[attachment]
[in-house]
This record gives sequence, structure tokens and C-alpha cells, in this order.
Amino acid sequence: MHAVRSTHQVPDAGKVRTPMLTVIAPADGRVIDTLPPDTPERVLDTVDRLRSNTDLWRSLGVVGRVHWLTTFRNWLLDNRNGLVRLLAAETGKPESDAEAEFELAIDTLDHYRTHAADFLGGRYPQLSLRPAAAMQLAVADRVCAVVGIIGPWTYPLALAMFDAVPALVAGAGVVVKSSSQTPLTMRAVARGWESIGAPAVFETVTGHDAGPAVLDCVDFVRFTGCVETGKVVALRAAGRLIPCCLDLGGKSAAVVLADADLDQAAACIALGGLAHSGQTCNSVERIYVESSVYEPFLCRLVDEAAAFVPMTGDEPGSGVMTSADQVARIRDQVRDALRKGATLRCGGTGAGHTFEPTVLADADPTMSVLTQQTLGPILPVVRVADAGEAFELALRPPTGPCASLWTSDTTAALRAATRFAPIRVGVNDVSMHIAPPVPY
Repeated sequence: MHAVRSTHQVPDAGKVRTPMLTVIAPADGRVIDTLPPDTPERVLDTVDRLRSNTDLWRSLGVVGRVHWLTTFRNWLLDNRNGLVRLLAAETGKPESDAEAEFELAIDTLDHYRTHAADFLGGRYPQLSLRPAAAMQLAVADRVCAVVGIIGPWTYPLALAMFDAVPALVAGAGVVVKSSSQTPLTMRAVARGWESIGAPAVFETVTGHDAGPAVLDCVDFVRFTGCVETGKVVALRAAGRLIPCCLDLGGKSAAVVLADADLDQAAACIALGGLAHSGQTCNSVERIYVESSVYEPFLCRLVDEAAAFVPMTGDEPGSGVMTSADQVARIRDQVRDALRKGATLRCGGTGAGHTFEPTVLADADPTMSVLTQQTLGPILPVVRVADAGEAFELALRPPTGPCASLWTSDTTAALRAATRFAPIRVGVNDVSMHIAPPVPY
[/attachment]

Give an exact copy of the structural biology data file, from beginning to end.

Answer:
[in-house]
This record gives sequence, structure tokens and C-alpha cells, in this order.
Amino acid sequence: MHAVRSTHQVPDAGKVRTPMLTVIAPADGRVIDTLPPDTPERVLDTVDRLRSNTDLWRSLGVVGRVHWLTTFRNWLLDNRNGLVRLLAAETGKPESDAEAEFELAIDTLDHYRTHAADFLGGRYPQLSLRPAAAMQLAVADRVCAVVGIIGPWTYPLALAMFDAVPALVAGAGVVVKSSSQTPLTMRAVARGWESIGAPAVFETVTGHDAGPAVLDCVDFVRFTGCVETGKVVALRAAGRLIPCCLDLGGKSAAVVLADADLDQAAACIALGGLAHSGQTCNSVERIYVESSVYEPFLCRLVDEAAAFVPMTGDEPGSGVMTSADQVARIRDQVRDALRKGATLRCGGTGAGHTFEPTVLADADPTMSVLTQQTLGPILPVVRVADAGEAFELALRPPTGPCASLWTSDTTAALRAATRFAPIRVGVNDVSMHIAPPVPY
Repeated sequence: MHAVRSTHQVPDAGKVRTPMLTVIAPADGRVIDTLPPDTPERVLDTVDRLRSNTDLWRSLGVVGRVHWLTTFRNWLLDNRNGLVRLLAAETGKPESDAEAEFELAIDTLDHYRTHAADFLGGRYPQLSLRPAAAMQLAVADRVCAVVGIIGPWTYPLALAMFDAVPALVAGAGVVVKSSSQTPLTMRAVARGWESIGAPAVFETVTGHDAGPAVLDCVDFVRFTGCVETGKVVALRAAGRLIPCCLDLGGKSAAVVLADADLDQAAACIALGGLAHSGQTCNSVERIYVESSVYEPFLCRLVDEAAAFVPMTGDEPGSGVMTSADQVARIRDQVRDALRKGATLRCGGTGAGHTFEPTVLADADPTMSVLTQQTLGPILPVVRVADAGEAFELALRPPTGPCASLWTSDTTAALRAATRFAPIRVGVNDVSMHIAPPVPY